Consider how another six growth trends might intersect to produce mutually reinforcing social benefit. We don’t have to speculate; we’ve watched this curve since the advent of agriculture and the uptick in recent centuries with the industrial revolution. We are moving toward the hockey stick’s angled blade.
How will these factors collide, as each expands?
- Literacy rates: more people world wide participating in the conversation
- Food production: healthier populations with more time for leisure
- Global distribution: more fluid markets spread and multiply wealth.
- Capital access: overcoming the funding paradox, from community funding to micro-lending to cyber-currency ubiquity
- Transaction platforms: increasing access to markets by more people with more disposable income.
- Global connectivity (including simultaneous translation): permitting all languages to communicate as one, in real time.
The preceding implications make us “happier” as a species—more content, less likely to murder one another in the dark, and with less to fear, increasing transparency, decency and mutual support. Another six trends continue and combine with the prior twelve:
- Rule of law: more societies with clear and enforced norms of decency and fair play.
- Transparency: more leaders accountable to their people.
- Self-determination: more individuals engaging in the debate and voting their own interests
- Free markets: more people making their own destinies
- Connectedness: with greater understanding
- Tolerance: and therefore greater willingness to consider difference.
These trends have been underway in the free societies of the OECD countries for generations, and in some instances for centuries. They continue to expand around the world as connection, education and the leveling technologies slowly overcome barriers and counter-balance inequities.
So where, in summary, might this looming Sixth wave of human progress take us?
In 1965, Alan Turing’s contemporary (and code-breaking colleague at Bletchley Park during WWII) Isadore Gudak (“I.J. Good”) postulated that statistically, computational growth would lead to artificial intelligence, which in turn would trigger an “intelligence explosion“. The world would learn more in seconds we had accrued in all of prior history.
Inventor, sonic engineer and techno-futurist Ray Kurzweil is among many who have observed the social change curve described by the Five Waves in this series. He added to Gudak’s thesis, proposing the rapid evolution of a “super intelligence.” Kurzweil applies this to our insatiable quest for immortality, the prospect of an eventual singularity event (a concept borrowed from the disruption of physical time and space at the rim of a black hole—the threshold where former rules no longer apply; the paradigm shifts).
This “technological singularity” imagines the moment when the interconnected nodes of the world-wide web, powered by an accelerating, self-learning, autonomous artificial intelligence, exceed the connections among the nodes in a single human brain. Soon after, in his race against the clock, Kurzweil hopes to perform his own version of Disney’s cryogenic fountain of youth. He will load his memories and “cognitive code” into cyberspace, to live forever as an independent consciousness in the ether. Bodies return to the dust, and mankind ascends to the cloud.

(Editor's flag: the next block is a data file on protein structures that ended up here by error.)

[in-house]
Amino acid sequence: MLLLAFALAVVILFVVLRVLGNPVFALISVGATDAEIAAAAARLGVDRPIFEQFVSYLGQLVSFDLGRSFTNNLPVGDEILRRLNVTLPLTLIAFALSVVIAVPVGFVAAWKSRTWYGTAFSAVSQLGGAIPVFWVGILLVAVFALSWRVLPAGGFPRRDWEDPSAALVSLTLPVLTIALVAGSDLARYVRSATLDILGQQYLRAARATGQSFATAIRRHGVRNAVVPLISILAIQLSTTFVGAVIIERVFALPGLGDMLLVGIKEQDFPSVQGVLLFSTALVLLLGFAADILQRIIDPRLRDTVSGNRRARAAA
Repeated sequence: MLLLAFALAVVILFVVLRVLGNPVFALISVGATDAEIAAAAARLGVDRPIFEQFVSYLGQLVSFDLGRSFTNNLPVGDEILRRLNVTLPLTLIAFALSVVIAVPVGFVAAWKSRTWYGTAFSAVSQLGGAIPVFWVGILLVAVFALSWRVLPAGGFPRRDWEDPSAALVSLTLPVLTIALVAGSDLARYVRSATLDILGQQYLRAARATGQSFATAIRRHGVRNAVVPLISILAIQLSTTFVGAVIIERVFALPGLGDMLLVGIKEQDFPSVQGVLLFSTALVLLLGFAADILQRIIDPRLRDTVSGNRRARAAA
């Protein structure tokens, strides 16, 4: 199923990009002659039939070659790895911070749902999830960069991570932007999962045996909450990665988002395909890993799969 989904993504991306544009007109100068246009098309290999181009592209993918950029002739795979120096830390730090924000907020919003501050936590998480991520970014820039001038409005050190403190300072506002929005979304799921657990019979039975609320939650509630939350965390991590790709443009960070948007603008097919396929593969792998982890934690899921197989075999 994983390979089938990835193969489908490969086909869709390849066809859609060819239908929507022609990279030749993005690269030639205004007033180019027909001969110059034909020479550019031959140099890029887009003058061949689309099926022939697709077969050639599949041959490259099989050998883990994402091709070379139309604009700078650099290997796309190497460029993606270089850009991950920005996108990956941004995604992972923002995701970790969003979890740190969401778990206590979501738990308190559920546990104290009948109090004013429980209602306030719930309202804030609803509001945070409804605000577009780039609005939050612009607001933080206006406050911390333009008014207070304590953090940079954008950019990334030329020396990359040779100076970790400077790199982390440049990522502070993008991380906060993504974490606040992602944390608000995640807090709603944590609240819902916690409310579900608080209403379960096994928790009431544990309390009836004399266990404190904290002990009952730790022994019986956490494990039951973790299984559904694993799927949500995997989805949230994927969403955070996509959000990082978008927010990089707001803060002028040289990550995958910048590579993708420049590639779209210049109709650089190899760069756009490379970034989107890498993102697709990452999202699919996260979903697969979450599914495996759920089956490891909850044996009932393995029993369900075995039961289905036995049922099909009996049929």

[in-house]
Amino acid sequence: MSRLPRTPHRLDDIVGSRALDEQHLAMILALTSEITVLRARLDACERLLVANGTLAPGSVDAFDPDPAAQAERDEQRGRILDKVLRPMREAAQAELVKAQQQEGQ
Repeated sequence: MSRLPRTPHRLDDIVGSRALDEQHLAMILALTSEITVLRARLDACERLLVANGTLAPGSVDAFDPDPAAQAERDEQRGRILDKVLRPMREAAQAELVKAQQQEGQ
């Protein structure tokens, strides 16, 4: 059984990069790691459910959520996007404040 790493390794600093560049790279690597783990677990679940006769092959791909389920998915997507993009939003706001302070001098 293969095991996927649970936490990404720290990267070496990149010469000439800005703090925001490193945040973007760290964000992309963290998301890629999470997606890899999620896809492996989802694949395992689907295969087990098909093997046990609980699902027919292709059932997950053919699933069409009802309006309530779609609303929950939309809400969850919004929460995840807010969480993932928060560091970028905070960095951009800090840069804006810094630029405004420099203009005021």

This of course sounds exactly like most western descriptions of a spiritual god (and several overwrought episodes of Star Trek). It might serve as a compelling thought exercise, but “super intelligence” offers only a “single-minded” vision; it extrapolates only the vector of technology-enabled cognition. As noted in our preceding themes of health, wealth and happiness, such a narrow forecast ignores all the parallel trends that will impact the human condition and our way of life.
We must confess that humans have proven notoriously bad at forecasting, particularly timing. We consistently expect too much in the near term, and underestimate the longer term. Although Kurzweil and his contemporary techno-Ponce de Leons account for this, most forecasts of this Singularity puts its occurrence sometime into the next quarter century.
The computational platform should arrive on schedule. This ignores the advances required in the primary sciences to translate wet synapse organic chemistry into electrical signals, not to mention the connective “operating system” to allow signals to inorganically interoperate on a biological analog. So expect that we’ll slide well past the expiration date for most of the folks on the planet today, even with huge advances in human health. Get used to the idea that the only post-mortal cloud we’ll be visiting is the one where Nana has taken up residence.
But the future of humanity will arrive in some form every day. Rather than the singularity, I prefer to think of this convergence as producing “transcendence“, a future where we ultimately escape the tedium and brutality of our animal existence, which may occur in any of an infinite number of forms. Maybe we load our brains into bits. Maybe we stay a bit more tethered to our carnal senses. (I, for one, would miss bacon.)
However we arrive at the next stage of our journey, human’s fight to make the world better for their children. And every morning we seek to make tomorrow better than today. The data is on our side.
Better Late Than Never
Of course not all factors support this sunny prospect. We have much to do to correct our climate impact. Despite the receding ice caps, we are already making progress. We have probably done too little too late to save Miami. But as a pack animal, we tend to rally when the pain gets too acute and too obvious for the tribe to ignore. Very human. Very visceral, very dumb—but better late than never!
I’m watching for the next indicator on the path to transcendence. Permit me to suggest a label: aeondata (pr. ay-on-dot-ta), from the ancient Greek “aeon”, or “life” and the Latin “data”, or “things given“. I like to think of data that way—as the many gifts our lives derive from our connected world.
Cherish our gifted present. Imagine our astounding future. Prepare for the Sixth wave.